We have reflective collars because my dogs hike every day out on the farm, so I want to make sure I can keep track of them and see them. They also get really dirty so I want to be able to wipe down the collars, which are easy to clean. As for the dog beds, they have to go in the washing machine, because my dogs are “dog” dogs. They get dirty, and I want to take those covers off easily and throw them in the washing machine. 

The backpacks we have are beautiful. It’s almost like when you see someone with a new baby and they have a diaper bag that screams “diaper bag.” I wanted the backpack to look cool and not have it be kitschy. Let’s have it be a pretty backpack that you can carry your laptop in if you want. And it’s got compartments for treats and food and collapsible water bowl and a place for doggy poop bags. But it’s classy looking. I’m a Virgo so I’m a control freak so I was in the middle of all that. 

The blankets were the only thing that the developers said, “You know, dog blankets are a thing.” And I was like, “My dogs are not really blanket dogs. I don’t know.” We did a TalkShopLive and I had the blankets out and my dogs, both of them, were all over these blankets. So I was like “I had no idea,” so not they have blankest on their beds. They feel like a throw you would put on yourself, and they’re machine washable. What I’ve learned is that you put them on the dog bed, since normally that’s what you wash, and now you wash the dog bed covers a lot less.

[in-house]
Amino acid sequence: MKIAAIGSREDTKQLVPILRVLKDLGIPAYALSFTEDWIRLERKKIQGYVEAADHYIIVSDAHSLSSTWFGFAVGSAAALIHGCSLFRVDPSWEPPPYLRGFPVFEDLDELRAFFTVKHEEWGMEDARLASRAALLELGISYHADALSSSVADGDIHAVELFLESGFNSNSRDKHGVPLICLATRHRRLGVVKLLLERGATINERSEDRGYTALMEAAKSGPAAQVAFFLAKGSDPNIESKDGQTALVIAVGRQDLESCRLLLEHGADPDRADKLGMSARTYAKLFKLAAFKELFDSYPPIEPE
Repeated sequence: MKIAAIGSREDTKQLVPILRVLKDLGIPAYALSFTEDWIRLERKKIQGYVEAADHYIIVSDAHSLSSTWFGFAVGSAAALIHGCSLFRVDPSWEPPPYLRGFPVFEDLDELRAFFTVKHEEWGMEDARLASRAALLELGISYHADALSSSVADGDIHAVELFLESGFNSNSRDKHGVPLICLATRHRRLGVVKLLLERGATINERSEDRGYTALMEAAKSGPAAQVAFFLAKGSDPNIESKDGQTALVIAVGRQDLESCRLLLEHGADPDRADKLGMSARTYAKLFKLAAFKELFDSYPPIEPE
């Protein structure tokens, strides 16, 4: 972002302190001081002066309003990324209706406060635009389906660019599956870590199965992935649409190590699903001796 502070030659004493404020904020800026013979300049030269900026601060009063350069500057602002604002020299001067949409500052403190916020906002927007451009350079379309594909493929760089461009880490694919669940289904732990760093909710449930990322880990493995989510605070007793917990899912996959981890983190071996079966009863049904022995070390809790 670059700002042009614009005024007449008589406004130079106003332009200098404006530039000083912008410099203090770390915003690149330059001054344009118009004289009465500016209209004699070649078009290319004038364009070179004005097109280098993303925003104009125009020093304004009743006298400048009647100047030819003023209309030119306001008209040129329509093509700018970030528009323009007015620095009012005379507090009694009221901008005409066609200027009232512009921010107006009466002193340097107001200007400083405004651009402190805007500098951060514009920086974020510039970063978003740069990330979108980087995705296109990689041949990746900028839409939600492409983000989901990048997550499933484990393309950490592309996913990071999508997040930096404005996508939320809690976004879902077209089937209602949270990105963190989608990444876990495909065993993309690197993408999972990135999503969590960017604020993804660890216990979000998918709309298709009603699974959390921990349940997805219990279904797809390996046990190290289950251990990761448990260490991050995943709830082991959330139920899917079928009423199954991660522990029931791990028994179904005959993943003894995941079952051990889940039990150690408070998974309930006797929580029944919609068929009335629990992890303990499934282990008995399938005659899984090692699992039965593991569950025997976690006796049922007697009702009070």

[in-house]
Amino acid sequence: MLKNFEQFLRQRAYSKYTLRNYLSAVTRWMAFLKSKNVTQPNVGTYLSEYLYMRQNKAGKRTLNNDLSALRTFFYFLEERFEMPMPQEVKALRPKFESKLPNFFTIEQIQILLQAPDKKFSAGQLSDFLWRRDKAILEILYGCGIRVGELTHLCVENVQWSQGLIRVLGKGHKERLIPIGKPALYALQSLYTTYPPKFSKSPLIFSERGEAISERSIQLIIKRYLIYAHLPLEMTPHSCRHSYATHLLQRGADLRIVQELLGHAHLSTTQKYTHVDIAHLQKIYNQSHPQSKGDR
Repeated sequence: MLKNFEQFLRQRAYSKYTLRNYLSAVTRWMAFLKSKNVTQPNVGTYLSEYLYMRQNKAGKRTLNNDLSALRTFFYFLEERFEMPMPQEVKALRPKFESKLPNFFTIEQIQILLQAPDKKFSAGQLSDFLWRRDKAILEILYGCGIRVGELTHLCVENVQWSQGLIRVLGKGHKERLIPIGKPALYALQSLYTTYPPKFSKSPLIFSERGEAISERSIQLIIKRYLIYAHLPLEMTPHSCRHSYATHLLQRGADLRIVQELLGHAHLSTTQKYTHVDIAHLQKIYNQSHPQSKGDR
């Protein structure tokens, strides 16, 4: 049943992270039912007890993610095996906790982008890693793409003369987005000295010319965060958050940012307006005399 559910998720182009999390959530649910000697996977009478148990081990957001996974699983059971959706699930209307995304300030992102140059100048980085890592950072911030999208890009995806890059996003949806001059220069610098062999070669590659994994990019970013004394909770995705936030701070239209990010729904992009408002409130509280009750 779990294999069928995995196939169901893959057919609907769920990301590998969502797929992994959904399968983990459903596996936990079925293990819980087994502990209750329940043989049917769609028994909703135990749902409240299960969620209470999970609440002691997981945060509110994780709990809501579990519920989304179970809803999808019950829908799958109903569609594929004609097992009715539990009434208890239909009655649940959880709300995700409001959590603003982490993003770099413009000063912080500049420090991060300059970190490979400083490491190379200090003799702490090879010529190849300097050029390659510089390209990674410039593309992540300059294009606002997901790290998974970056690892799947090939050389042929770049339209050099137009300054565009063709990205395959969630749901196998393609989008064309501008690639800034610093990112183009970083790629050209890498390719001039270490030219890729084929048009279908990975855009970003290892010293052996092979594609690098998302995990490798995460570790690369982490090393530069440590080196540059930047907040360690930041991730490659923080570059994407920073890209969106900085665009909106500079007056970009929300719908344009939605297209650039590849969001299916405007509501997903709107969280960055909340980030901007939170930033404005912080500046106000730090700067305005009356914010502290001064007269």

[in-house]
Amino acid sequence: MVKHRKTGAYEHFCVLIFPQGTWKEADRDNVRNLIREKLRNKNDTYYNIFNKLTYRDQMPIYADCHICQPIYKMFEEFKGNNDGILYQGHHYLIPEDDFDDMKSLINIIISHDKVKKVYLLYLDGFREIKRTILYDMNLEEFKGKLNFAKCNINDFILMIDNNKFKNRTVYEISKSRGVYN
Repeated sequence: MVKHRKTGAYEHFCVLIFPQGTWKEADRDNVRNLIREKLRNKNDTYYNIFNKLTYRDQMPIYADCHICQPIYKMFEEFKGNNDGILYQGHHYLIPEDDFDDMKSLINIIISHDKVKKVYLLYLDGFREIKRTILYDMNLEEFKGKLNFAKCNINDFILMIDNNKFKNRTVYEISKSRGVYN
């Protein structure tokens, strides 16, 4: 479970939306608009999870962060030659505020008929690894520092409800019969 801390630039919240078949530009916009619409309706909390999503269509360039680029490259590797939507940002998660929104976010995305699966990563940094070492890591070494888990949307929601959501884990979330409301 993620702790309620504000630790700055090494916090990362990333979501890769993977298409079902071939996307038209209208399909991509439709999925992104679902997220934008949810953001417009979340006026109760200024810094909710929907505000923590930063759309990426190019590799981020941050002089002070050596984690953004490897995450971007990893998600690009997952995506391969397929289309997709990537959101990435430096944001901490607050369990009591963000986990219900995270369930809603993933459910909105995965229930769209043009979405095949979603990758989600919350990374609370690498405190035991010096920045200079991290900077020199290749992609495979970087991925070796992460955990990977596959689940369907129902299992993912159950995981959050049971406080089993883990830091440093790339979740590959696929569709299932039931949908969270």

PA: If you could say something to pet retailers about your brand, what would you want it to be? 

TY: I think the biggest thing is for people to know that it’s not just a name on a product. I’m really passionate about it… I hope people will see that this is for real and it’s not just something that I put my name on. 

I’ve learned in every area of business that I’ve gotten in that a lot of people just aren’t that involved; some people do put their name on stuff and that’s fine. If my name is on it, I feel responsible.  

I say no to a lot of stuff, but I say yes to things I think I’ll enjoy because I do put myself into them. I want to make sure they’re something I can be proud of. I’m very proud of this line, and I’m really proud of the work that Dottie’s Yard has already done. And I’m excited for what we can do in the future.